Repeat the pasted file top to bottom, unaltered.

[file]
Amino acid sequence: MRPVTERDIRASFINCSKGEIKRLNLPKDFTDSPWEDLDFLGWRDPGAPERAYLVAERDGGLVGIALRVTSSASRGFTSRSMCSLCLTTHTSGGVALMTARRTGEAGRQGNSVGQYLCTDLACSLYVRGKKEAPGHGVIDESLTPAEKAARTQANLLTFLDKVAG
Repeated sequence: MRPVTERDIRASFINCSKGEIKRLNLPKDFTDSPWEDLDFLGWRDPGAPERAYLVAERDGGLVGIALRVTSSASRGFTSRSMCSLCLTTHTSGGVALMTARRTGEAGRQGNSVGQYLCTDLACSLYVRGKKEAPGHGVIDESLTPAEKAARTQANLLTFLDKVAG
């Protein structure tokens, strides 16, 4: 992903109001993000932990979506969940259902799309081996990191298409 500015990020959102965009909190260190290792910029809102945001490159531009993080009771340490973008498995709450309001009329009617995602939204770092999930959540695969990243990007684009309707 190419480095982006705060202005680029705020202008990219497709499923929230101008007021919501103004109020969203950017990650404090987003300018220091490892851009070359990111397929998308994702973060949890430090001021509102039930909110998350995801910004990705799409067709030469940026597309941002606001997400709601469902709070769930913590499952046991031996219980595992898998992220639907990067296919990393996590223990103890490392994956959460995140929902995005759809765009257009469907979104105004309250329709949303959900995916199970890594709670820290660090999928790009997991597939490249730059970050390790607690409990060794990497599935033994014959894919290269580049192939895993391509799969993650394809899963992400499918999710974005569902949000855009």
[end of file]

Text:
Amino acid sequence: MRPVTERDIRASFINCSKGEIKRLNLPKDFTDSPWEDLDFLGWRDPGAPERAYLVAERDGGLVGIALRVTSSASRGFTSRSMCSLCLTTHTSGGVALMTARRTGEAGRQGNSVGQYLCTDLACSLYVRGKKEAPGHGVIDESLTPAEKAARTQANLLTFLDKVAG
Repeated sequence: MRPVTERDIRASFINCSKGEIKRLNLPKDFTDSPWEDLDFLGWRDPGAPERAYLVAERDGGLVGIALRVTSSASRGFTSRSMCSLCLTTHTSGGVALMTARRTGEAGRQGNSVGQYLCTDLACSLYVRGKKEAPGHGVIDESLTPAEKAARTQANLLTFLDKVAG
């Protein structure tokens, strides 16, 4: 992903109001993000932990979506969940259902799309081996990191298409 500015990020959102965009909190260190290792910029809102945001490159531009993080009771340490973008498995709450309001009329009617995602939204770092999930959540695969990243990007684009309707 190419480095982006705060202005680029705020202008990219497709499923929230101008007021919501103004109020969203950017990650404090987003300018220091490892851009070359990111397929998308994702973060949890430090001021509102039930909110998350995801910004990705799409067709030469940026597309941002606001997400709601469902709070769930913590499952046991031996219980595992898998992220639907990067296919990393996590223990103890490392994956959460995140929902995005759809765009257009469907979104105004309250329709949303959900995916199970890594709670820290660090999928790009997991597939490249730059970050390790607690409990060794990497599935033994014959894919290269580049192939895993391509799969993650394809899963992400499918999710974005569902949000855009």